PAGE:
Review: The Merciless by Danielle Vega

August 10, 2014 Reviews 6 ★★½

The Merciless by Danielle Vega
Series: The Merciless # 1
Published by Razorbill on June 12, 2014
Genres: Horror, Paranormal
Pages: 279
Format: Hardcover
Source: Library
Goodreads
two-half-stars
Forgive us, Father, for we have sinned

Brooklyn Stevens sits in a pool of her own blood, tied up and gagged. No one outside of these dank basement walls knows she’s here. No one can hear her scream.
 
Sofia Flores knows she shouldn’t have gotten involved. When she befriended Riley, Grace, and Alexis on her first day at school, she admired them, with their perfect hair and their good-girl ways. They said they wanted to save Brooklyn. They wanted to help her. Sofia didn’t realize they believed Brooklyn was possessed.
 
Now, Riley and the girls are performing an exorcism on Brooklyn—but their idea of an exorcism is closer to torture than salvation. All Sofia wants is to get out of this house. But there is no way out. Sofia can’t go against the other girls . . . unless she wants to be next. . . .
 
In this chilling debut, Danielle Vega delivers blood-curdling suspense and terror on every page. By the shockingly twisted end, readers will be faced with the most haunting question of all: Is there evil in all of us?

What a weird little book.  The Merciless is a mash-up of the films, The Craft and Heathers, but with a main character who is all sorts of jaw-droppingly stupid.  Sofia is the new girl in school, and on her first day, she already has two factions fighting for her attention.  One is the bad-ass chick, Brooklyn, and the other is a group of popular girls, led by Riley and her sidekicks, Alexis and Grace.  Both Brooklyn and Riley are eager to tell Sofia how horrible the other is, and Sofia must pick a side.  Some sinister goings-on at school, including Sofia’s discovery of a skinned cat, help Sofia to choose.

I might have already lost you at the skinned cat, but that’s just a prelude of what’s to come. There are objects shoved under fingernails, an attempted drowning, and a few other delights for the torture porn lovers out there.  I have to say that I didn’t really mind any of this, but only because it was difficult to take this book seriously.  I didn’t understand why any of these events were occurring, and I didn’t care enough about any of the characters to be disturbed.  An explanation for the torture IS provided, but I still don’t know if any of the girls actually believed it, or if they were just getting their jollies.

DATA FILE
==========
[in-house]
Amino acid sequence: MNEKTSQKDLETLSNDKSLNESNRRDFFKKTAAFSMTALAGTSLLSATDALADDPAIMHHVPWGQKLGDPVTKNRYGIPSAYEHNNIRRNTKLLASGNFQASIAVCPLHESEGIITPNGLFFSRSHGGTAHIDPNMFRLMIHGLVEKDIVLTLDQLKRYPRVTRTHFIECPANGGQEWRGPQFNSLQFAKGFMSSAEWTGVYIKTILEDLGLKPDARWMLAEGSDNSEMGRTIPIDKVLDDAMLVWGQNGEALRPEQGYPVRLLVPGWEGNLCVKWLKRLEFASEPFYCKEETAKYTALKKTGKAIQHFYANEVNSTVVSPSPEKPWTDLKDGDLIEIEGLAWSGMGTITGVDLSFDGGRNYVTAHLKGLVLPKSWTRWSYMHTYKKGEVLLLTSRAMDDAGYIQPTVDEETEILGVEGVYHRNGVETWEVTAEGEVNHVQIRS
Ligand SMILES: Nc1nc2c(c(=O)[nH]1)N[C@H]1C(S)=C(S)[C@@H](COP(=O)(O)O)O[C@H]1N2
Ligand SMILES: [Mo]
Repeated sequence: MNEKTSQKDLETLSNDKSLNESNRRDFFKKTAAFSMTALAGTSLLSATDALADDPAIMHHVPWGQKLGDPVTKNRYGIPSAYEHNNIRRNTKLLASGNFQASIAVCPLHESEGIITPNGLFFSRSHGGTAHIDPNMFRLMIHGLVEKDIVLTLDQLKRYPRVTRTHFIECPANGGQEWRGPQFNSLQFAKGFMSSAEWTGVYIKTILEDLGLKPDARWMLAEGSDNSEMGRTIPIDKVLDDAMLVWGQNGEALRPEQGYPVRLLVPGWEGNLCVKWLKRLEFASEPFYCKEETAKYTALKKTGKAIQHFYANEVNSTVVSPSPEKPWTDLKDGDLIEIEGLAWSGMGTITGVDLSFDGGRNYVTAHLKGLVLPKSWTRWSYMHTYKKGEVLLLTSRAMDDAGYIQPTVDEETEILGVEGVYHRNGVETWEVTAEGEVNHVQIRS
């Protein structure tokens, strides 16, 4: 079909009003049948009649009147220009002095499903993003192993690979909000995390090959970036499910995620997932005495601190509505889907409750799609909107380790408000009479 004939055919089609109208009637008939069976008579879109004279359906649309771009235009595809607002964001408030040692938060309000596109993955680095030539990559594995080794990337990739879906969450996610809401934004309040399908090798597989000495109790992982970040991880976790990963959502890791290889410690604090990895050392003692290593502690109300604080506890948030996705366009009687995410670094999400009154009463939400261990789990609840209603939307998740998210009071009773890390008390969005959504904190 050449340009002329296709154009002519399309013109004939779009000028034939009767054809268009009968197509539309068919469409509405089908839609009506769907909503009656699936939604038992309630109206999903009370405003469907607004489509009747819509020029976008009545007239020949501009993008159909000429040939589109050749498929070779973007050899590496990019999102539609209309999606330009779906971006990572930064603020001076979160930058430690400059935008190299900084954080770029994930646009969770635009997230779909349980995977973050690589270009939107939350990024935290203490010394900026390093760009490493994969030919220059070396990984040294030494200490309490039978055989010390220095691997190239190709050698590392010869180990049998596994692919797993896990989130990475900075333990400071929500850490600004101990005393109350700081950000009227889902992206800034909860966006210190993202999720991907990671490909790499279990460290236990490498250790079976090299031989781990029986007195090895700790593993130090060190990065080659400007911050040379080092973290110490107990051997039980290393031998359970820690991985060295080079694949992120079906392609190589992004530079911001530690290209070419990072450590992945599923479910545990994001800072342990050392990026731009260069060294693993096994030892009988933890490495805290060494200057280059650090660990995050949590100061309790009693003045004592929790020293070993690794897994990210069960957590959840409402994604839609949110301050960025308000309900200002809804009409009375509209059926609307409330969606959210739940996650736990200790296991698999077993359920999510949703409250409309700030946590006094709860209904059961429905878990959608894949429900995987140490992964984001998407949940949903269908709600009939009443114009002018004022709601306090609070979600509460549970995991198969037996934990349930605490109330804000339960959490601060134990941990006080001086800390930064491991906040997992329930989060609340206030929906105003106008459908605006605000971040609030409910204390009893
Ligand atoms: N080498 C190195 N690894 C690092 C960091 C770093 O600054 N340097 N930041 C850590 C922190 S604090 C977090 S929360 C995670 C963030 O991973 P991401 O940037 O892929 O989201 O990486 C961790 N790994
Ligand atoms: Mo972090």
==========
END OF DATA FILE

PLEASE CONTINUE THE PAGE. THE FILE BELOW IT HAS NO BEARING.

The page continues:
Sofia floats through all of this mayhem, sometimes participating and at other times making half-hearted attempts to stop the torture.  Her inner dialogue is a lot of, “Oh, my, this is so awful!” even while she is helping the abuse to continue.  Evidence of her stupidity is rampant on every page.  She has ample opportunity to grab a weapon – ANY heavy object would have sufficed – to subdue the main attacker.  She also has chances to escape by breaking a window, but after one feeble attempt to knock out a window with her bare fist, (as I mentioned, she is stupid), she gives up.  It never occurs to her to use any of the objects lying about that are explicitly mentioned in the book, including a tool box (which probably contained, you know, TOOLS) or a CD player.

Aside from Sofia, the primary character is a butcher knife.  This  knife has a mind of its own.  It seemingly wanders on its own throughout the house where the events play out.  It’s in a backpack, then it’s out of the backpack.  It’s upstairs, then it’s downstairs.  One every other page, a character is demanding, “Where is the knife?” or “Go get the knife.”  I think this knife made more of an effort to escape the torture house than Sofia did.

In one sloppy scene, a character is pushed down a flight of stairs and her “arm is wrenched behind her, her legs curled beneath her body at strange, unnatural angles.” OK, that sounds really bad.  So then why is this character soon up and walking around?  How do you have your limbs twisted at “strange, unnatural angles” unless something is dislocated or broken?  And no one who witnessed this thought it odd?

I’ve just spent several paragraphs complaining about various aspects of The Merciless, so you might be surprised that I gave it 2.5 stars.  That’s because despite all of the silliness, this is still a fun read.  And yes, I absolutely want to read the sequel.

On a side note, I love the design of this book.  There’s no just jacket – just the simple cover design with the deceptively sweet pink color.  With the design and the small size, it looks like a book you might find in a little shop filled with potions and spells and witchcraft.

 

Stephanie

6 Responses to “Review: The Merciless by Danielle Vega”

  1. Jillyn

    I’ve seen a lot of mixed reviews for this one, but your review (though it’s on the negative side) makes me think that I’ll at least like it on some level. It’s one I’ve wanted to read for a while.

    • Stephanie

      It’s definitely worth a read, especially if you don’t mind some (OK, a LOT of) blood.

  2. Pili

    Aaaaah, I’ve been such a bad bad blogging friend! I haven’t visited in forever, Steph!!

    And eeeeeh, this book sounds like something to avoid for me, not a fan of animal torture or gruesome scenes, even less if they end up being part of a book with a rather silly main character and with a blah plot! I will be avoiding this one for sure!!

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